The Advanced Solid Rocket Motor (ASRM) program was initiated by NASA in response to the need for a new generation rocket motor capable of providing increased thrust levels over the existing Redesigned Solid Rocket Motor (RSRM) and thus augment the lifting capacity of the space shuttle orbiter. To achieve these higher thrust levels and improve motor reliability, advanced motor design concepts were employed. In the head end of the motor, for instance, the propellent cast has been changed from the conventional annular configuration to a 'multi-slot' configuration in order to increase the burn surface area and guarantee rapid motor ignition. In addition, the igniter itself has been redesigned and currently features 12 exhaust ports in order to channel hot igniter combustion gases into the circumferential propellent slots. Due to the close proximity of the igniter ports to the propellent surfaces, new concerns over possible propellent deformation and erosive burning have arisen. The following documents the effort undertaken using computational fluid dynamics to perform a flow field analysis in the top end of the ASRM motor to determine flow field properties necessary to permit a subsequent propellent fin deformation analysis due to pressure loading and an assessment of the extent of erosive burning.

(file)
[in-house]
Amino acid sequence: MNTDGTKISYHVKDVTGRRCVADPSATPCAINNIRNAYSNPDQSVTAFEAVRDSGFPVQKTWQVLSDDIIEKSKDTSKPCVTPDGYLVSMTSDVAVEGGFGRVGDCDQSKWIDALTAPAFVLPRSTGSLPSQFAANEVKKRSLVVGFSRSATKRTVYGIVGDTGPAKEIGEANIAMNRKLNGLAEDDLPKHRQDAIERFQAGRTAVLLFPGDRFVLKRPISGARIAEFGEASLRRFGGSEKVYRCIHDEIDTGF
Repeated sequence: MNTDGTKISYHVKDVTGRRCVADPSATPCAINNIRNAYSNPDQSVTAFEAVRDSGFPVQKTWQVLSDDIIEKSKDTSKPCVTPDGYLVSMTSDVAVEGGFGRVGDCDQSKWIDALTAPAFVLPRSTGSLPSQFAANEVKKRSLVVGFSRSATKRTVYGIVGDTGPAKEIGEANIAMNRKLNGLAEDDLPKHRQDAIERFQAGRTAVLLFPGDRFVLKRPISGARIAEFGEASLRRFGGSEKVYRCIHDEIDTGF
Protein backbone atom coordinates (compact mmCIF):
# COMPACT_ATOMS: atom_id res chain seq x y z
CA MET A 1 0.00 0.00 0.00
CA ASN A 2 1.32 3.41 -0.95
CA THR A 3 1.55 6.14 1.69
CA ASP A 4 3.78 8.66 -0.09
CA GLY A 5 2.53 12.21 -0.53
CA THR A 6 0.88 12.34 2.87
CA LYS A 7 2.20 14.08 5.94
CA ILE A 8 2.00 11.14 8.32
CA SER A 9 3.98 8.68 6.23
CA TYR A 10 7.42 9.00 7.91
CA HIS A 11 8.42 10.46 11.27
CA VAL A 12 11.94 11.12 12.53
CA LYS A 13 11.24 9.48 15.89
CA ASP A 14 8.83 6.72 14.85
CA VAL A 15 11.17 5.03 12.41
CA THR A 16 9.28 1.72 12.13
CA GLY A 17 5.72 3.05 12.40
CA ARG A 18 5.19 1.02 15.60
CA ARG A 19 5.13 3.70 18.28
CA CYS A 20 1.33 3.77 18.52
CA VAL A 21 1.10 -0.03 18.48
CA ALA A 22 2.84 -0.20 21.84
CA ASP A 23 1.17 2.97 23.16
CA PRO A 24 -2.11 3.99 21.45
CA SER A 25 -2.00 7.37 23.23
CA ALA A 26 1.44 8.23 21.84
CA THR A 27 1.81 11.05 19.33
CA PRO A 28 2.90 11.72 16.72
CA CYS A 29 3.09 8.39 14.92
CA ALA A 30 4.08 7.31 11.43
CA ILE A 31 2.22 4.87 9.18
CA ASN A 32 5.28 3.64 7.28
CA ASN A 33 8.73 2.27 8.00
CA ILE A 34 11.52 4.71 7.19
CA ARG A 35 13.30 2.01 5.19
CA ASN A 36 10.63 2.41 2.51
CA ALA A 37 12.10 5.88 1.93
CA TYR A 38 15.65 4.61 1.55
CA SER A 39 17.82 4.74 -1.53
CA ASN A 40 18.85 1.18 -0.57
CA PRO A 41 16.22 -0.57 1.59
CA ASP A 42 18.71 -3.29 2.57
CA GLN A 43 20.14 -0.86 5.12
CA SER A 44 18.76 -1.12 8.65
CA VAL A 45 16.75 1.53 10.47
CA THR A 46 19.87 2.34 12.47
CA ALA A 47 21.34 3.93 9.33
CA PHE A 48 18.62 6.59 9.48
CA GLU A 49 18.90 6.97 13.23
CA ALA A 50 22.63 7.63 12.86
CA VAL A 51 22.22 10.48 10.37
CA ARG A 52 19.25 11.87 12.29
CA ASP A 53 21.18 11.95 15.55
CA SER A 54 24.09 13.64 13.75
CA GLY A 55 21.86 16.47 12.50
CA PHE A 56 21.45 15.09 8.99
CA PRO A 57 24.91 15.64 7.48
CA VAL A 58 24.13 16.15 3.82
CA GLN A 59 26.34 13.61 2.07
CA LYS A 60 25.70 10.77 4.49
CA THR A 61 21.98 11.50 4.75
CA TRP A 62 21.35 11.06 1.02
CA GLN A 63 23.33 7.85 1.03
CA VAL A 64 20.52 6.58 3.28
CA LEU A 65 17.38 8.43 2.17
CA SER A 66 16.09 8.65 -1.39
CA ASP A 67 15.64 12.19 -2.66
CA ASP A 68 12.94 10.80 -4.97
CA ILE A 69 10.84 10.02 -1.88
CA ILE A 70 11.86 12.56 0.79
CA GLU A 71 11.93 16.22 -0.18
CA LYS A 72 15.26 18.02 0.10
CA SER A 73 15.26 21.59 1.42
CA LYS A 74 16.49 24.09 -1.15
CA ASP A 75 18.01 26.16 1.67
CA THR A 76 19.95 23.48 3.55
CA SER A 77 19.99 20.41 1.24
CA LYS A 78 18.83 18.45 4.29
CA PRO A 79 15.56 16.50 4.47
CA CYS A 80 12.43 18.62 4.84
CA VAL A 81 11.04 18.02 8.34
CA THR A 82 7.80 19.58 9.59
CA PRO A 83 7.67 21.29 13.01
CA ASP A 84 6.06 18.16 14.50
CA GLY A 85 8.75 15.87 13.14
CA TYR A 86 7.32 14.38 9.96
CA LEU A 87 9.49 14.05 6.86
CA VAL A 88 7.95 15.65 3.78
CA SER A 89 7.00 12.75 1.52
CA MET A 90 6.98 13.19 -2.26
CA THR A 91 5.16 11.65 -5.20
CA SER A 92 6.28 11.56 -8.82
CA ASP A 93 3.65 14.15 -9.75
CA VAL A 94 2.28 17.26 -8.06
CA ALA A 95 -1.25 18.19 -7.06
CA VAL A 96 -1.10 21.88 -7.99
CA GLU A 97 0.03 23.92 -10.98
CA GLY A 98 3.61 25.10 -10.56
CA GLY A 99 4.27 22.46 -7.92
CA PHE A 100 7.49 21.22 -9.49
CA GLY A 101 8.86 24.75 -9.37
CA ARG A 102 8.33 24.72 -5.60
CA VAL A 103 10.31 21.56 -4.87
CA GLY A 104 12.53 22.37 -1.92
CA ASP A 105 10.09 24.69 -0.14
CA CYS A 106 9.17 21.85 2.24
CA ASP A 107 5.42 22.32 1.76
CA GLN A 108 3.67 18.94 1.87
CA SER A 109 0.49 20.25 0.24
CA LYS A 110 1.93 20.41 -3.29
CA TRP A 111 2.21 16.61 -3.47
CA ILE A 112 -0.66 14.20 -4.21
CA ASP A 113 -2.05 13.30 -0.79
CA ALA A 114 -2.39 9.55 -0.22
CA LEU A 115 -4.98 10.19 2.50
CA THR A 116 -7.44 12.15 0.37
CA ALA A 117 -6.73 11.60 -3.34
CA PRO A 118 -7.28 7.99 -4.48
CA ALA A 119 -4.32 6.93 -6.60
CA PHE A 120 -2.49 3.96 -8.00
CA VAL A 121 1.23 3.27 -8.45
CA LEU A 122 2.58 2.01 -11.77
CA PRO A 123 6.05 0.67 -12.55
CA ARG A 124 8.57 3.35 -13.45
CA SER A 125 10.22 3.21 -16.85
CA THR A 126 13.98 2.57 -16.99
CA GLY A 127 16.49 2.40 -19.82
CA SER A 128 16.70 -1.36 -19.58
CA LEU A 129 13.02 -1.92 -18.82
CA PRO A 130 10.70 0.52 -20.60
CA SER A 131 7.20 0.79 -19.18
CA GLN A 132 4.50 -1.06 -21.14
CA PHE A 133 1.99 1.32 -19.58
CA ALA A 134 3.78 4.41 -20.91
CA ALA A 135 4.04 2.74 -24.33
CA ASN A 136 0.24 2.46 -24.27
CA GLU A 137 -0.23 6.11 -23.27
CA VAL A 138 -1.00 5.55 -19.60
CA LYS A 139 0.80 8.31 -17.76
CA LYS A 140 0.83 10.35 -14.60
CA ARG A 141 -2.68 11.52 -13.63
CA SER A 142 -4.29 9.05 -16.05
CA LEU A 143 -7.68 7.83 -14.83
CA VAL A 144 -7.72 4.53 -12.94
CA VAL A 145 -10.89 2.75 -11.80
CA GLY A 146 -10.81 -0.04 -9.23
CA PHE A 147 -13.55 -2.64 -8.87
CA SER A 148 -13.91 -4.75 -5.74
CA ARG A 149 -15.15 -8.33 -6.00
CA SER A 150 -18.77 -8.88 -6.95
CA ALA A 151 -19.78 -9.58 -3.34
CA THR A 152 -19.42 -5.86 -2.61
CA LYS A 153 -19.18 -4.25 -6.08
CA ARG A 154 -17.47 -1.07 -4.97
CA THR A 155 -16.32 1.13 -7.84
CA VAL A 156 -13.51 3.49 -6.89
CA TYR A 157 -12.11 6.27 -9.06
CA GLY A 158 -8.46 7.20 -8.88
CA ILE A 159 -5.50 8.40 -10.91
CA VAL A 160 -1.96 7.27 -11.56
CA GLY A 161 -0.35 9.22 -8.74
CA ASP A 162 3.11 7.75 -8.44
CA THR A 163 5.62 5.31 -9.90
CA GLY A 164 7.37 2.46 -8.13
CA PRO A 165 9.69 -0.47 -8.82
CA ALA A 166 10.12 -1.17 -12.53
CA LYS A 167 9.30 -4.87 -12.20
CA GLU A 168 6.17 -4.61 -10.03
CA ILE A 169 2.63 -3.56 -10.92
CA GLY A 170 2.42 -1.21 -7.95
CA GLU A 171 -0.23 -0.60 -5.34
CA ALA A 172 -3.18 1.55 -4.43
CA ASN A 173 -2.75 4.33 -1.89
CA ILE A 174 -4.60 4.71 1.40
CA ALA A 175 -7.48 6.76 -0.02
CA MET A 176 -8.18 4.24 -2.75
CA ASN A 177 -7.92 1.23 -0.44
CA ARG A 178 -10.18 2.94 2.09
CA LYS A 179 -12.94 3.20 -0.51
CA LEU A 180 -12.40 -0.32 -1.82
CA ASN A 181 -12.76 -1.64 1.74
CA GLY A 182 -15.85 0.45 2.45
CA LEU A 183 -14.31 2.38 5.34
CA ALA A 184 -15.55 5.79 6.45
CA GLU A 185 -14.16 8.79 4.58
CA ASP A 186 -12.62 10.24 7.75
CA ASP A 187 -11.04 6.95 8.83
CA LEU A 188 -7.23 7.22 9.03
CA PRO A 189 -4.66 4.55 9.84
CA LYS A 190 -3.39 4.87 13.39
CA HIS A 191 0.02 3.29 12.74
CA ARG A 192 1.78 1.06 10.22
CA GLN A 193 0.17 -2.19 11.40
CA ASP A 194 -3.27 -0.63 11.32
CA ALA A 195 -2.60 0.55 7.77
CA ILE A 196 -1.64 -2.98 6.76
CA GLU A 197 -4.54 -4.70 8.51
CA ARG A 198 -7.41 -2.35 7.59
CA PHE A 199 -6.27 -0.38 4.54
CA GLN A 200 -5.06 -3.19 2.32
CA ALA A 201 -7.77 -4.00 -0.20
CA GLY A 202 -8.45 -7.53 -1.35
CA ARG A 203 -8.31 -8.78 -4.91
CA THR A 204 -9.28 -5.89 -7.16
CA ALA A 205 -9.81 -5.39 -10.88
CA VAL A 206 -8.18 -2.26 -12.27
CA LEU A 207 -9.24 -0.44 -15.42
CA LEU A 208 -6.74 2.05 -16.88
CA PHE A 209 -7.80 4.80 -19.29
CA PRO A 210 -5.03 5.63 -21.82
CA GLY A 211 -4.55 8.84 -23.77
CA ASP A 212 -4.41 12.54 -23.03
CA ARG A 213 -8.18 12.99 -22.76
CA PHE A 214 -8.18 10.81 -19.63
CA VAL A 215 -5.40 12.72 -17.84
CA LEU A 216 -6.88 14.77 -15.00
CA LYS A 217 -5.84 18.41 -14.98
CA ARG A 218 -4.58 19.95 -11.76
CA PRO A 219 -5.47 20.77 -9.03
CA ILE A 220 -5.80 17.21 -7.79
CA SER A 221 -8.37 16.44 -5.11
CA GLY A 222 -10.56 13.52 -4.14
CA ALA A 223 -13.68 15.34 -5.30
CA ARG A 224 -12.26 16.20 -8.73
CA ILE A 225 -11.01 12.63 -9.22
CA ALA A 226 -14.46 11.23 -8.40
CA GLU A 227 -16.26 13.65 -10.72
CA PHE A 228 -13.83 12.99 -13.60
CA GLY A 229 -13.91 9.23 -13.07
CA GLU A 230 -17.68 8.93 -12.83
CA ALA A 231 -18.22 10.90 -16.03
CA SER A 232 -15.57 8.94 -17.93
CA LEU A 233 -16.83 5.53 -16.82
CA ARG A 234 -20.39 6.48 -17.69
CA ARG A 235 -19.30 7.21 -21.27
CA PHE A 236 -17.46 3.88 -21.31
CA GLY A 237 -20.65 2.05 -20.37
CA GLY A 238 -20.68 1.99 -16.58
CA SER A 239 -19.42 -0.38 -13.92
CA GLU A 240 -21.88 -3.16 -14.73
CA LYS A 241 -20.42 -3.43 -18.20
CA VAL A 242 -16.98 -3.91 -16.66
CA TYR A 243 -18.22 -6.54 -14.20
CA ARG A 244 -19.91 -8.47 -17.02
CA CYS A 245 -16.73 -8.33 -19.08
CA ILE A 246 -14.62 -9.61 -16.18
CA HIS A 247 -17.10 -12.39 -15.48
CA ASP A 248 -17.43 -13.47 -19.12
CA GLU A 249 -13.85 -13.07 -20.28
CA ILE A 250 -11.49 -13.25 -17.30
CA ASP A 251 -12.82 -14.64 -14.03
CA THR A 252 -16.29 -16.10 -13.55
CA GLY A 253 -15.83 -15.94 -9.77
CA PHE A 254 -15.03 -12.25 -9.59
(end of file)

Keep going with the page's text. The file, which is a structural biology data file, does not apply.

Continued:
2. Control of Flowing Liquid Films by Electrostatic Fields in Space

    NASA Technical Reports Server (NTRS)

    Griffing, E. M.; Bankoff, S. G.; Schluter, R. A.; Miksis, M. J.

    1999-01-01